A cancer treatment center in Pine Bluff that closed earlier this year because of staffing shortages is forgiving over half a million dollars in outstanding debts from nearly 200 patients.
Dr. Omar Atiq, an oncologist who founded the Arkansas Cancer Clinic in 1991, sent out notices to patients earlier this week that any outstanding debt would no longer need to be paid.
The clinic closed in late February. It provided cancer treatments ranging from chemotherapy and radiation therapy to diagnostics, such as CAT scans.
Thousands of patients walked through its doors.
“The Arkansas Cancer Clinic was proud to have you as a patient,” the announcement, sent as part of a holiday greeting card, said. “Although various health insurances pay most of the bills for the majority of patients, even the deductibles and co-pays can be burdensome.”
“The clinic has decided to forego all balances owed to the clinic by its patients,” the note said.
The Arkansas Cancer Clinic has outstanding patient bills totaling nearly $650,000, said Atiq, also a professor at the UAMS College of Medicine and oncologist at the UAMS William P. Rockefeller Cancer Institute.
“We thought there was not a better time to do this than during a pandemic that has decimated homes, people’s lives and businesses and all sorts of stuff,” Atiq said. “We just thought we could do it, and we wanted to, so we went ahead and did it.”
The clinic worked with a billing company to cancel the debt and to ensure no patient who owed money would face any type of financial repercussions, such as negatively affecting the ability to obtain credit, Atiq said.
Atiq, originally from Pakistan, moved to Pine Bluff in 1991 after completing a fellowship at Memorial Sloan Kettering Cancer Center in New York City.
He said he decided to move his family to Arkansas after receiving a call from an administrator from Jefferson Regional Medical Center in Pine Bluff with a job offer.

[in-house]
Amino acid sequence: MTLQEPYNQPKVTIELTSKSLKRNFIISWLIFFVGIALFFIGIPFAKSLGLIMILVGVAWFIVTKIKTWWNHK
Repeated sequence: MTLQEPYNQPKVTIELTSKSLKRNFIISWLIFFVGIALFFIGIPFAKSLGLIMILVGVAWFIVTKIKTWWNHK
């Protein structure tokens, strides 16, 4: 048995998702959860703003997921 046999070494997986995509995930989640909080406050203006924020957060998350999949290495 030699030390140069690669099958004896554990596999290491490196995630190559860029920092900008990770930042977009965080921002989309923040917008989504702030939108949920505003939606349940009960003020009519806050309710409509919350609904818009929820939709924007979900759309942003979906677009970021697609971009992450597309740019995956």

“It is really fate,” he said.
Atiq said he feels like the decision to move to the state was life changing.
In 2013, he became the first nonwhite president of the Arkansas Medical Society.
In 2018, Atiq was named chairman-elect of the board of governors of the American College of Physicians.
“We have been very grateful,” Atiq said. “This has been home for a long time. We are grateful for the opportunity for what has happened to our lives here.”
“I believe the opportunities that have come my way are, in part, because of where I am,” he said.
When Atiq first had the idea of forgiving patient debt, he called David Wroten, executive vice president of the Arkansas Medical Society, a physician advocacy group, for his opinion.
“When he called me, he wanted to make sure there was nothing improper about doing it,” Wroten said. “I can’t, for the life of me, imagine there would be.”
“If you knew Dr. Atiq, you would better understand,” Wroten said. “First, he is one of the smartest doctors I have ever known, but he is also one of the most compassionate doctors I have ever known.”
“He truly has a heart-felt love affair with the patients who he has seen,” he said. “He has gotten as much from his patients as they have gotten from him.”
Cancer treatment is “very expensive,” Wroten said. “There are people who will pay on their bills for 20 years, maybe $10 a month — people who don’t have a means to pay for their care.”
Atiq said the Arkansas Cancer Clinic has the amount of outstanding debt that it does partly because “we have never refused to see a patient.”
“Not for lack of health insurance or funds nor for any other reason,” Atiq said. “I’ve always considered it a high honor and privilege to be someone’s physician — more important than anything else.”